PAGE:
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Large Carnivore ConservationIntegrating Science and Policy in the North American West$
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Susan G. Clark and Murray B. Rutherford

Print publication date: 2014

Print ISBN-13: 9780226107400

Published to Chicago Scholarship Online: September 2014

DOI: 10.7208/chicago/9780226107547.001.0001

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PRINTED FROM CHICAGO SCHOLARSHIP ONLINE (www.chicago.universitypressscholarship.com). (c) Copyright University of Chicago Press, 2021. All Rights Reserved. An individual user may print out a PDF of a single chapter of a monograph in CHSO for personal use.date: 27 September 2021

Wolves in Wyoming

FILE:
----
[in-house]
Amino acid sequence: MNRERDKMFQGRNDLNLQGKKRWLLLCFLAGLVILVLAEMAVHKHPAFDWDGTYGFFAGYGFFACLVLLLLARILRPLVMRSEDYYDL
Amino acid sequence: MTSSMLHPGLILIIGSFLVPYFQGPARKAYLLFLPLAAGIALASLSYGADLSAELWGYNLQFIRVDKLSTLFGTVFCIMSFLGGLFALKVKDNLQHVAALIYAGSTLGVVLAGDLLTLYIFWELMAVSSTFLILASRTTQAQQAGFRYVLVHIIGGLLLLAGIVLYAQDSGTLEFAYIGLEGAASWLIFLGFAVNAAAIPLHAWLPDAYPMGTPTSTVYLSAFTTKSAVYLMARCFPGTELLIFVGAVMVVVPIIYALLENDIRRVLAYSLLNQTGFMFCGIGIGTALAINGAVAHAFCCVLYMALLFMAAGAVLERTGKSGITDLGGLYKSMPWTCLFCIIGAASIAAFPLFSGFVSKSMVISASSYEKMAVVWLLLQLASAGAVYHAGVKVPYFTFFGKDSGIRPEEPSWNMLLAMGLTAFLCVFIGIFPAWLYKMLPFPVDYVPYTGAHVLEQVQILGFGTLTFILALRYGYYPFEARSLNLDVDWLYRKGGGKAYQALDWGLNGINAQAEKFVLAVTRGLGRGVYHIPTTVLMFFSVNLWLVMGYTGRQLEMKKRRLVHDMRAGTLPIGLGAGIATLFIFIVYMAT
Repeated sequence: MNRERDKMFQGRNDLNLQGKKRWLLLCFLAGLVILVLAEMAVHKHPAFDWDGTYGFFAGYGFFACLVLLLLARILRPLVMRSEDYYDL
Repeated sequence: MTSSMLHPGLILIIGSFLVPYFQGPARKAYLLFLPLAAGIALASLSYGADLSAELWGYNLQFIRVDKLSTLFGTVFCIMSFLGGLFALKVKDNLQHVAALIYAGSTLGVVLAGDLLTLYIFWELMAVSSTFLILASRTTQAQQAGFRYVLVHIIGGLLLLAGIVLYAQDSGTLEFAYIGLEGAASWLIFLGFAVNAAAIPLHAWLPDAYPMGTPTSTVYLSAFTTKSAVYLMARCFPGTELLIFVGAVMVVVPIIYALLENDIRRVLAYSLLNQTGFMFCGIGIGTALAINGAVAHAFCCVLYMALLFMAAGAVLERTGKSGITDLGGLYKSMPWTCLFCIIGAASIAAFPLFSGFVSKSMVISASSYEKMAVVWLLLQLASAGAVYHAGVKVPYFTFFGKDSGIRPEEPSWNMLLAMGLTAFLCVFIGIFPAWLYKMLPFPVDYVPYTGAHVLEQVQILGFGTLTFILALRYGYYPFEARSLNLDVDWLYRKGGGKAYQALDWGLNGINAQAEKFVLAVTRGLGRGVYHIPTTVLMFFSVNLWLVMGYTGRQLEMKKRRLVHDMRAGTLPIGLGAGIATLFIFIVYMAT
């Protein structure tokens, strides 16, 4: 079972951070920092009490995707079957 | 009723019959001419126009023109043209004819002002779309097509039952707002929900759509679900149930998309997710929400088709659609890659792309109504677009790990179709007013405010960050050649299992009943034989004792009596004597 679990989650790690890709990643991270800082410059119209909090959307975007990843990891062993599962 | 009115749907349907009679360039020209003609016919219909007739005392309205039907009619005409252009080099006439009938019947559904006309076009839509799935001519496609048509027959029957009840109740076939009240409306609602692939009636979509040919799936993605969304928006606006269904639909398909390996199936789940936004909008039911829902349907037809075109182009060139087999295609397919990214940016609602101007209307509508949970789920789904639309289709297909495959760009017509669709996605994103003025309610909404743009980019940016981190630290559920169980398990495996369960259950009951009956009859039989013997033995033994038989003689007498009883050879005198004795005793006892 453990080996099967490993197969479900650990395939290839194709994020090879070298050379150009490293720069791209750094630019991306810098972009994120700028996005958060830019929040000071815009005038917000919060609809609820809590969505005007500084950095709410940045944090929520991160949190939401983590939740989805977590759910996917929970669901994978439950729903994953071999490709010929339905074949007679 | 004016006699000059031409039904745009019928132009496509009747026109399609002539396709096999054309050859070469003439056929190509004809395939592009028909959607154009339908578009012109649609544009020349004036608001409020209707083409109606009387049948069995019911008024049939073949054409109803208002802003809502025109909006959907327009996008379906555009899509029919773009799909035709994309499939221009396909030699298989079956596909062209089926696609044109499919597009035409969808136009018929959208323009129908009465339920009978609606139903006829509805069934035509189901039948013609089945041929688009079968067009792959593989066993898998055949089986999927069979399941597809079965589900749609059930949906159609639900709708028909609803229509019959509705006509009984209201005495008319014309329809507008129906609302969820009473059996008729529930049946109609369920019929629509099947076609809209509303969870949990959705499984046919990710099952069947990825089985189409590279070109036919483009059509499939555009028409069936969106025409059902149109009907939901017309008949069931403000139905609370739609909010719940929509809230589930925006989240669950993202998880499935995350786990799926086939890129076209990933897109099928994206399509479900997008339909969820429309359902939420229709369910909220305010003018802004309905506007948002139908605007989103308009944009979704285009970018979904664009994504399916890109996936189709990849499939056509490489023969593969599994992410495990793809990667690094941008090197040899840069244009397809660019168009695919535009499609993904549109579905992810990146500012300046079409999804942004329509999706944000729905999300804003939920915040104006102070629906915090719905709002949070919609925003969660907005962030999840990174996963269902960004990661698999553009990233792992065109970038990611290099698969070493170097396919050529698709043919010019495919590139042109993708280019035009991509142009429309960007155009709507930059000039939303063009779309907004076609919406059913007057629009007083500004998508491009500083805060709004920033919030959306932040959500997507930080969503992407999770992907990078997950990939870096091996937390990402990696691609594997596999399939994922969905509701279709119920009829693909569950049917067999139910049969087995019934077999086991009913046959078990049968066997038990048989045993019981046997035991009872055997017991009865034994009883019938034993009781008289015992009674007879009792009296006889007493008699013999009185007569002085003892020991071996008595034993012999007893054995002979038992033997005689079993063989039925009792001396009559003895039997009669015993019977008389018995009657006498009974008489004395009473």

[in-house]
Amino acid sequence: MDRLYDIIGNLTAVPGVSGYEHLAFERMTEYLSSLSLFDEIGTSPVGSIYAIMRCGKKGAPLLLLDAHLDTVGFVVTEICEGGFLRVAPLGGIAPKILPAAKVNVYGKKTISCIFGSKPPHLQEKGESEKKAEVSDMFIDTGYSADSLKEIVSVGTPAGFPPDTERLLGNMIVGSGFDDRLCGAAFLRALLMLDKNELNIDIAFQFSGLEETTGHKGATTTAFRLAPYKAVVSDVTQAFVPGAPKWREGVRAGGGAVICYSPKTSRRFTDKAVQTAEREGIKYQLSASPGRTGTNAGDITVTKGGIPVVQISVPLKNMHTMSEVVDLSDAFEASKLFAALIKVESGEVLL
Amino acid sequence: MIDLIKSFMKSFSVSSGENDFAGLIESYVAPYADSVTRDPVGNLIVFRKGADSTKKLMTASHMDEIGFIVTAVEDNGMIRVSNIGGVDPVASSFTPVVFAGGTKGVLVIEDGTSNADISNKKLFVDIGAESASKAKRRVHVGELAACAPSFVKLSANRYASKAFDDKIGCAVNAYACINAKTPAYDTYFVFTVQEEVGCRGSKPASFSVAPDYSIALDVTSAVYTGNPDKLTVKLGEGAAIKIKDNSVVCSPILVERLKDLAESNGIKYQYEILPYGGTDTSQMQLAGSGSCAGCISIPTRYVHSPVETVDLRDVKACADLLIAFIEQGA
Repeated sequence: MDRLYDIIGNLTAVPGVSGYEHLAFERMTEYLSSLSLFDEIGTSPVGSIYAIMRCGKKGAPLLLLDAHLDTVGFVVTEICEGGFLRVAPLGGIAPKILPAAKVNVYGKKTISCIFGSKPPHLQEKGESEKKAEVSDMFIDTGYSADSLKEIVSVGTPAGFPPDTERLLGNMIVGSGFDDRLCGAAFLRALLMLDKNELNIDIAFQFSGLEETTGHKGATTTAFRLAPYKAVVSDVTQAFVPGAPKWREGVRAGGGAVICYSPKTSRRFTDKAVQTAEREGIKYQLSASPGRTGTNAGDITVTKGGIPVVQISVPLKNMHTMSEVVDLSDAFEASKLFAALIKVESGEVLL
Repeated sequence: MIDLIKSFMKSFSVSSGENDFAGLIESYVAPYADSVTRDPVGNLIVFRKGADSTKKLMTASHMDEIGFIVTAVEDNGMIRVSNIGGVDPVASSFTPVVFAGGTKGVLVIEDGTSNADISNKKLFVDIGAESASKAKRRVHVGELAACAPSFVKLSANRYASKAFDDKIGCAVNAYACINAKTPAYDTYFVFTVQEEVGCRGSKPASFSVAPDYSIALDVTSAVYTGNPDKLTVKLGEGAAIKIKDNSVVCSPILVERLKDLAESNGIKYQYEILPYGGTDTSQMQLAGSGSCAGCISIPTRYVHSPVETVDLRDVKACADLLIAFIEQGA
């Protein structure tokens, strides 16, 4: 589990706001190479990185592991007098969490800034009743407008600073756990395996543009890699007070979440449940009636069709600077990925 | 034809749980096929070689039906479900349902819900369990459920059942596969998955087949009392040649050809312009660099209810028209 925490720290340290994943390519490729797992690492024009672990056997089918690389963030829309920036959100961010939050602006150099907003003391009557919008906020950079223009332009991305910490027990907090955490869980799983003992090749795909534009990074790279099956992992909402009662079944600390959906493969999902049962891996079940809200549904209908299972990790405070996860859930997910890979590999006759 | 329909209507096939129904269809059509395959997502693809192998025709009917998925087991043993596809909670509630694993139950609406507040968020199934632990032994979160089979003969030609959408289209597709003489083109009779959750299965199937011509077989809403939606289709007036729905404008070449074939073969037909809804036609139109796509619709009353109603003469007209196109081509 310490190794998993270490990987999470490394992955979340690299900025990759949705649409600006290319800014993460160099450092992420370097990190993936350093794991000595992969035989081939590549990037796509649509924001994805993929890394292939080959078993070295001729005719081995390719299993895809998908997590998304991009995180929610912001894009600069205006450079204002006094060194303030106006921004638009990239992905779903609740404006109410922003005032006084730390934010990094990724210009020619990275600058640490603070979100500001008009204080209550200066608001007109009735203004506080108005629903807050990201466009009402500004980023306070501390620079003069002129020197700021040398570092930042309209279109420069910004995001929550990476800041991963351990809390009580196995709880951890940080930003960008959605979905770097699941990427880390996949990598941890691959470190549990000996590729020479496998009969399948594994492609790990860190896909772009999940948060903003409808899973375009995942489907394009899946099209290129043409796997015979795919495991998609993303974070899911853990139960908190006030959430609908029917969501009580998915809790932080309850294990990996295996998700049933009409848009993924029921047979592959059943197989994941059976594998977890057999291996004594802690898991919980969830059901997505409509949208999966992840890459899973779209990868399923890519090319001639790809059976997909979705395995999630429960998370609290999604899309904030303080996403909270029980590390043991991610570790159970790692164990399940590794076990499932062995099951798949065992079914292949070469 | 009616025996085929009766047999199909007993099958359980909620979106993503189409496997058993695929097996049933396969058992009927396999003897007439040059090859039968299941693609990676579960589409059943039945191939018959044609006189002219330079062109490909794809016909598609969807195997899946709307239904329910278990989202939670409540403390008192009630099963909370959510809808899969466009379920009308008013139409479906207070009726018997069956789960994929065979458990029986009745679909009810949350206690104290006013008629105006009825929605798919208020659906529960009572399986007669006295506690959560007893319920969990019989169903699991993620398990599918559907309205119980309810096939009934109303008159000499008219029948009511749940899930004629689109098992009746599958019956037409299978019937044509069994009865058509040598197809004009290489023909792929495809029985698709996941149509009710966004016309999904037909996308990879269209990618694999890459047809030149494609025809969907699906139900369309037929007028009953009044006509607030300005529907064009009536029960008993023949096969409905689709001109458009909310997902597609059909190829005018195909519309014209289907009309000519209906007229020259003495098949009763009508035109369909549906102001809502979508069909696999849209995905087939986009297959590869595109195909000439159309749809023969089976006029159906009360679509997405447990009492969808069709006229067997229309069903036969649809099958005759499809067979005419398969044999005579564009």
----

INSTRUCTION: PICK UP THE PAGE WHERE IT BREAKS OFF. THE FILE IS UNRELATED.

Wolves in Wyoming

The Quest for Common Ground

Chapter:
(p.65) 3 Wolves in Wyoming
Source:
Large Carnivore Conservation
Author(s):

Rebecca Watters

Avery C. Anderson

Susan G. Clark

Publisher:
University of Chicago Press
DOI:10.7208/chicago/9780226107547.003.0003

Nearly two decades after the wolf reintroduction to the Greater Yellowstone ecosystem, communities in Wyoming continue to struggle with the social and biological repercussions of wolf management. Despite differences in views and attitudes toward wolves, Shoshones and Arapahos on the Wind River Reservation and ranchers in the Upper Green River Valley experience a similar sense of value deprivation through the wolf management process. This vital social process is largely overlooked by officials, scientists, and managers. Building more inclusive, fair, effective, and timely processes for carnivore management is essential to mitigating ongoing legal and social conflicts over contentious species.

Keywords:   wolves, wolf management, Greater Yellowstone, ranching, Upper Green River Valley, Wind River Reservation, decision process, social process

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